Dasara Movie Review
Dasara Movie Review
Cast – Nani, Keerthy Suresh, Deekshith Shetty, Sai Kumar, Shine Tom Chacko, Samuthirakani, Poorna and others
Director – Srikanth Odela
Producer – Sudhakar Cherukuri
Banner – Sri Lakshmi Venkateswara Cinemas
Music – Santhosh Narayanan
Natural Star Nani is coming with Dasara in a new rugged look in a raw and rustic backdrop. In the direction of newcomer Srikanth Odela, the talented actor seemed very confident in the output. The trailer raised curiosity all over. The movie was released in theaters today and here is the review from the US premieres.
What Is It About?
A village in coalmine backdrop, Veerlapalli is in the clutch of politics and alcohol addiction of villagers. Dharani (Nani) and Suri (Deekshith Shetty) are childhood friends. Dharani falls in love with Vennela (Keerthy Suresh), but she loves Suri. The focus shifts toward Dharani and Suri after the politics between big heads involve them coincidentally. Dharani gets a shock of his life amid many twists. What happened to him and how does he fight back? This forms the story of Dasara.
Nani is one gem of an actor and proved it umpteen times. In Dasara, Nani reinvented himself and we see only Dharani from beginning to end. Undoubtedly Dasara remains Nani’s best performance so far. From the accent and appearance to emotional scenes and action sequences, Nani excelled in each and every frame. There are many highlight scenes of Nani where he snatches the show with his onscreen brilliance. Keerthy Suresh’s acting prowess could be seen alongside the scenes with Nani. Deekshith Shetty gives an on-par show with Nani and his terrific presence makes quite an impression. The leading trio’s performances are that pushes Dasara to the next level.
In other actors, Sai Kumar and Samthurakani get very limited roles and they did fine. The friends’ gang of Dharani is good. Shine Tom Chacko looked ordinary and could have been more vivid and striking.
We have seen many films with rustic backgrounds and raw characters. Dasara is not just one of them but also a technically remarkable and superior one. The cinematography is top-notch. From the frames where we see the roads around the quarry to the sunset shots, the inland feel is so well maintained to level with the narrative. The dark-lit mood stays throughout the movie and that tone also sets the premise. The background music is excellent and it raises the graph during the action sequences. The screenplay is good. Chamkeela Angeelesi song is impressive in every bit.
Interval & Climax
Slow narration in some parts
Nani did not just act so well for Dasara but also promoted it like never before. He had been telling that he instantly liked the narration and went ahead with it. Dasara is pretty much a straightforward story with fewer twists and more emotions. Nani along with Keerthy Suresh and Deekshith Shetty managed to keep it high with their exceptional performances.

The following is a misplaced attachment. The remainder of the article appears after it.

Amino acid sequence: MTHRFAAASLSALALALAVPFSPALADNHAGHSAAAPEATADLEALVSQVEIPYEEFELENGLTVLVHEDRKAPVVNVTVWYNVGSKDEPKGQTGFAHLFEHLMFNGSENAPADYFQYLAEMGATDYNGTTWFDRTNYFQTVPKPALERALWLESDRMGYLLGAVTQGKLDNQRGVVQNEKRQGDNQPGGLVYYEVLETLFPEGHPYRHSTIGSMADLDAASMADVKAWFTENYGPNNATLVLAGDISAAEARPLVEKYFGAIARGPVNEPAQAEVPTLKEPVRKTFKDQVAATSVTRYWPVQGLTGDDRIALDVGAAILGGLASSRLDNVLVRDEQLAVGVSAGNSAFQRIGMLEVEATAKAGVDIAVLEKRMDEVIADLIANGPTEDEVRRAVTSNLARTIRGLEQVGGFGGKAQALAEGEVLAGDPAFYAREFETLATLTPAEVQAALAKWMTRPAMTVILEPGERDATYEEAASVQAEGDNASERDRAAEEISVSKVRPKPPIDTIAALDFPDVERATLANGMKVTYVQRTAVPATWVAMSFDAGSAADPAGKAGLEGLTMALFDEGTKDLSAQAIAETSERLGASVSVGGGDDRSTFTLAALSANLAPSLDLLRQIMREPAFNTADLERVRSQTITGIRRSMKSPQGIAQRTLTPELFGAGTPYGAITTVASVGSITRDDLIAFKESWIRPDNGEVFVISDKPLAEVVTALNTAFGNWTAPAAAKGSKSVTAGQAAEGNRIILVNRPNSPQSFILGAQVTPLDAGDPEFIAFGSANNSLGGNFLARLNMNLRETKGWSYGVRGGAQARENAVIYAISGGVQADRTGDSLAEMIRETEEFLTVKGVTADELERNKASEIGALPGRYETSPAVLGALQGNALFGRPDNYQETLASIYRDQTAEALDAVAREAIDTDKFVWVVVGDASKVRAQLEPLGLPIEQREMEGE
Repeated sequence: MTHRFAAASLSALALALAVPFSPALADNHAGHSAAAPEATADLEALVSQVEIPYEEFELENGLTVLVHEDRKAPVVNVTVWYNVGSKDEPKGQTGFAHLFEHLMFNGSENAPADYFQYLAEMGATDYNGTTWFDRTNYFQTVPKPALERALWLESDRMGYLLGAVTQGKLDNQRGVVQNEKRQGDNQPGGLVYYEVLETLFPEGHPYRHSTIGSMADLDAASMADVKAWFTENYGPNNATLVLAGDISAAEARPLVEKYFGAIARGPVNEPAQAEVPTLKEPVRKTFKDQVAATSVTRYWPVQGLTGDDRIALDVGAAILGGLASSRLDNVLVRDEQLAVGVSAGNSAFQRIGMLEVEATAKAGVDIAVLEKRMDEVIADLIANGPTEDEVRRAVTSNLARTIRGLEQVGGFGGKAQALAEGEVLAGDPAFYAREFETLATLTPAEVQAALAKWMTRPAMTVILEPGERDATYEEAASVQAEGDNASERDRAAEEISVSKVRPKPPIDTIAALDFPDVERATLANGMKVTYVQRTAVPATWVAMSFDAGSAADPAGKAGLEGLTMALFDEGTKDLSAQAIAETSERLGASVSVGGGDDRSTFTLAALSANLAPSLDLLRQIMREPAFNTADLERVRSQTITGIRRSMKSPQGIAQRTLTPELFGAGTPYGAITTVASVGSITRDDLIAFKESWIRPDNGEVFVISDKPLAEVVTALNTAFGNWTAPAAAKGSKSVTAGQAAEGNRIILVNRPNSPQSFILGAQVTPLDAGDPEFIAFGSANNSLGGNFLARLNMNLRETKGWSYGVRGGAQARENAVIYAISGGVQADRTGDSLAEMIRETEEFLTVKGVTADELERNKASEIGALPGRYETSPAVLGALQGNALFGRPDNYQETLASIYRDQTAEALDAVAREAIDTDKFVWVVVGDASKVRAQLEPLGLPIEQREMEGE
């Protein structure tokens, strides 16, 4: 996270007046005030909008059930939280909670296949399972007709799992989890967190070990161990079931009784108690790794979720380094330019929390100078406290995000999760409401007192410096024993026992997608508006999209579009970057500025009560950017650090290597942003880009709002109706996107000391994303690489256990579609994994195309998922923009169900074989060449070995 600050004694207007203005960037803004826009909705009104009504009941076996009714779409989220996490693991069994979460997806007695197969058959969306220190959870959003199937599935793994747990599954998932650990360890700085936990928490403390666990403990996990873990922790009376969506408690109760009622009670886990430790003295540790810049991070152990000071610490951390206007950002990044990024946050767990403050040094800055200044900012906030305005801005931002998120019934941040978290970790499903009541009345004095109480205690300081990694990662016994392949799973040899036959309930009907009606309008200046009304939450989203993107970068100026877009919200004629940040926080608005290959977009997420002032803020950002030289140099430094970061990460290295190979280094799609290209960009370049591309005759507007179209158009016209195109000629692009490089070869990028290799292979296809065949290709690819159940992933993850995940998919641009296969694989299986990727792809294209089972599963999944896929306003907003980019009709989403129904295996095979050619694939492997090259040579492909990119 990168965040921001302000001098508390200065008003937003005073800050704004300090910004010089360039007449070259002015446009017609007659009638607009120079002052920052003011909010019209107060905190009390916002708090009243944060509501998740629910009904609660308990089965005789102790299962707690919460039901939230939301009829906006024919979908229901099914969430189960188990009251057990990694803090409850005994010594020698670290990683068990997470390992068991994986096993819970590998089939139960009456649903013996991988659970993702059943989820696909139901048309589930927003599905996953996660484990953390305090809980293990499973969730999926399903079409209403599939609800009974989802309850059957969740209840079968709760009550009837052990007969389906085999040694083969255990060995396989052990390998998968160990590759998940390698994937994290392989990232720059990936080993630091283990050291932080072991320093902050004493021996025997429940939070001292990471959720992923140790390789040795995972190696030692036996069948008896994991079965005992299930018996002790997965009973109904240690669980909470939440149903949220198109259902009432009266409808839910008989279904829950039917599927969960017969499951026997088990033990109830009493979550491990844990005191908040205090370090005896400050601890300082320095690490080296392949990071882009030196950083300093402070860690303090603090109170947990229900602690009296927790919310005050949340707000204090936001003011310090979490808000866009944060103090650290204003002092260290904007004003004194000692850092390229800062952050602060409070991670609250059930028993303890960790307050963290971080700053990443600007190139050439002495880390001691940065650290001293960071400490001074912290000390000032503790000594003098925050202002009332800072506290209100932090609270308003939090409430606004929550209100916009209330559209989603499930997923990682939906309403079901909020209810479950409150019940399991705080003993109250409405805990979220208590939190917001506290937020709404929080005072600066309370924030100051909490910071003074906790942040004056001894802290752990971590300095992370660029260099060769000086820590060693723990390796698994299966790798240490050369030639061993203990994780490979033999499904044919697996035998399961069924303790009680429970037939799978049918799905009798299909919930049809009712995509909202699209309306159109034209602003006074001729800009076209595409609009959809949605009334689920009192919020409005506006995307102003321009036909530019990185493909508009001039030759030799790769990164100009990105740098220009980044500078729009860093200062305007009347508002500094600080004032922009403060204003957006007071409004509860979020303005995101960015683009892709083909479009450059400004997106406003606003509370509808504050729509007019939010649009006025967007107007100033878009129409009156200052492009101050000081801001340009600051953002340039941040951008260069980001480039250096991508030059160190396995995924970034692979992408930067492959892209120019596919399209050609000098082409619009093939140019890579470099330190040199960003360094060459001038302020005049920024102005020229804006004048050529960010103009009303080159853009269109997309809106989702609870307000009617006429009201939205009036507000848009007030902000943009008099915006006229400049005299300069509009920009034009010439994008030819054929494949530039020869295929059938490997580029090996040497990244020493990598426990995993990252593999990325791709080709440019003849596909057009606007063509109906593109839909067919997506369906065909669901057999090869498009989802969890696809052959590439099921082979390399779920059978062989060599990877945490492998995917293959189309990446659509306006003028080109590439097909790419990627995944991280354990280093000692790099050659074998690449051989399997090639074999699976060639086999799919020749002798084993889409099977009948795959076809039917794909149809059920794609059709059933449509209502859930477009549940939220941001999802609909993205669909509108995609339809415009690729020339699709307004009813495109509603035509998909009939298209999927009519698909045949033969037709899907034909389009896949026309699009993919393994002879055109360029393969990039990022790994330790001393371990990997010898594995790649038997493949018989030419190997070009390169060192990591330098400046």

The first half of the movie builds the premise with more of the friendship between Nani and Dharani. The pace falls down most of the time in the first half until the pre-interval. The story keeps moving but there are places where it gives the dragged feel. The pre-interval block twist is a surprise and that particular shot is sure to leave an impact. The engaging graph that falls with the love failure song comes back to form with the chase and the killings before the interval. The interval block sets the right arena for the second half.
The audience in the US could have the real raw feeling intended due to the lack of censor cuts. The second half has its own lows and highs. The emotions play high most of the time than the plot twists do. A Dasara-like film from a new director is promising.
The authentic taking and captivating performances from the lead actors work well for Dasara, but the story has too many concepts to be dealt with. The concepts of friendship, caste, and political gamble later get overshadowed by love and then lust. Dasara ultimately emerges as a revenge drama though everything else could mislead the audience from guessing the plot conspiracy. The mix of one too many concepts might be thought of as adding a range of narrative possibilities, but that left the original thread a sloppy one. Dharani’s forgetfulness and courage when he gets drunk is a motif the director had been carrying from the start. The director might have wanted to address that and hence the closure on alcohol addiction.
Coming to the presentation, the director maintained the theme and setting effectively from start till the end. The dark-lit setting and the minute details like party symbols changing in Silk Smitha’s painting do not let the audience deviate from the setting. The villain character appears flat where it should be intense and powerful. While the other lead cast is performing top-notch, the villain character appears weak and inferior mostly. Only the director knows if the characterization is intentional.
The climax of Dasara is one that steals the show. It is a never-before action-packed massacre from Nani and he appears monstrous with a weapon in hand. Overall, Dasara has a common story with an emotional ride and a blend of bewitching action in parts, but it is Nani’s radiance that makes this Dasara blazing.